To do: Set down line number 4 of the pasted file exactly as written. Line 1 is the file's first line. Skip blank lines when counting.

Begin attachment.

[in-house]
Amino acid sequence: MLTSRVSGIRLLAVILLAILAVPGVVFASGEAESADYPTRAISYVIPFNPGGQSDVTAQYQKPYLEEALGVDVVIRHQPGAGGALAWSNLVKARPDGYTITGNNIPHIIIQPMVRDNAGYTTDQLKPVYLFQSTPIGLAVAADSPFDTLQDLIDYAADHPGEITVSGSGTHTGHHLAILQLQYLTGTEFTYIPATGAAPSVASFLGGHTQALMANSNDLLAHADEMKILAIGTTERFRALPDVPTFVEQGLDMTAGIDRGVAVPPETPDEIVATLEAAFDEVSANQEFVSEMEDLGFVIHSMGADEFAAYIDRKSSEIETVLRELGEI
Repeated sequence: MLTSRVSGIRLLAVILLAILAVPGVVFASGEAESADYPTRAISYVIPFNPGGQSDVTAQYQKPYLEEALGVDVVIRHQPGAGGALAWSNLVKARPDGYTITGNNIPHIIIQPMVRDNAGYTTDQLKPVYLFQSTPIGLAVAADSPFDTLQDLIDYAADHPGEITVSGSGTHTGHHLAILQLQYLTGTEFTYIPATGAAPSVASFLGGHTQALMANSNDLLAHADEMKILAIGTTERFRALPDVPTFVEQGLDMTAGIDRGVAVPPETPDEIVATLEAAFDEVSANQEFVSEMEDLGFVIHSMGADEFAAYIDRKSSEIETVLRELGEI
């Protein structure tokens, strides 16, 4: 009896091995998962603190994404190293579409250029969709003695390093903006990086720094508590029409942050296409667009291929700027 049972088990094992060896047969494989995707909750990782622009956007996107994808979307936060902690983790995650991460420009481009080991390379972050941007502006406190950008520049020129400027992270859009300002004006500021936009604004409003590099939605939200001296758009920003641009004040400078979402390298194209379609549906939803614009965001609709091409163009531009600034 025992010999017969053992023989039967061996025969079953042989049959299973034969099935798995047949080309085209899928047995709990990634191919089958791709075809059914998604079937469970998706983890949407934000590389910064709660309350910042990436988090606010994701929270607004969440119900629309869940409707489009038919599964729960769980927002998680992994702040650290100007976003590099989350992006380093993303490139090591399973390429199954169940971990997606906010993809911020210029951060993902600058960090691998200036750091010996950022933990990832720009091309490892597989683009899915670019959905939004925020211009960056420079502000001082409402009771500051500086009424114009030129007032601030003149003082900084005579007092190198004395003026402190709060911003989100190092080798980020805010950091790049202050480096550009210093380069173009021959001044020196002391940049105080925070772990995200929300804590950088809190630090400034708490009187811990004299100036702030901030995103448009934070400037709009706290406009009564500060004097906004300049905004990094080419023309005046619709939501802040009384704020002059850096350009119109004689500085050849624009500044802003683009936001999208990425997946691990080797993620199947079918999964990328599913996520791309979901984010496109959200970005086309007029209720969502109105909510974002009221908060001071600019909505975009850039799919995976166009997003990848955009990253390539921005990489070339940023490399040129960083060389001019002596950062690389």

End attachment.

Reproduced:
């Protein structure tokens, strides 16, 4: 009896091995998962603190994404190293579409250029969709003695390093903006990086720094508590029409942050296409667009291929700027 049972088990094992060896047969494989995707909750990782622009956007996107994808979307936060902690983790995650991460420009481009080991390379972050941007502006406190950008520049020129400027992270859009300002004006500021936009604004409003590099939605939200001296758009920003641009004040400078979402390298194209379609549906939803614009965001609709091409163009531009600034 025992010999017969053992023989039967061996025969079953042989049959299973034969099935798995047949080309085209899928047995709990990634191919089958791709075809059914998604079937469970998706983890949407934000590389910064709660309350910042990436988090606010994701929270607004969440119900629309869940409707489009038919599964729960769980927002998680992994702040650290100007976003590099989350992006380093993303490139090591399973390429199954169940971990997606906010993809911020210029951060993902600058960090691998200036750091010996950022933990990832720009091309490892597989683009899915670019959905939004925020211009960056420079502000001082409402009771500051500086009424114009030129007032601030003149003082900084005579007092190198004395003026402190709060911003989100190092080798980020805010950091790049202050480096550009210093380069173009021959001044020196002391940049105080925070772990995200929300804590950088809190630090400034708490009187811990004299100036702030901030995103448009934070400037709009706290406009009564500060004097906004300049905004990094080419023309005046619709939501802040009384704020002059850096350009119109004689500085050849624009500044802003683009936001999208990425997946691990080797993620199947079918999964990328599913996520791309979901984010496109959200970005086309007029209720969502109105909510974002009221908060001071600019909505975009850039799919995976166009997003990848955009990253390539921005990489070339940023490399040129960083060389001019002596950062690389």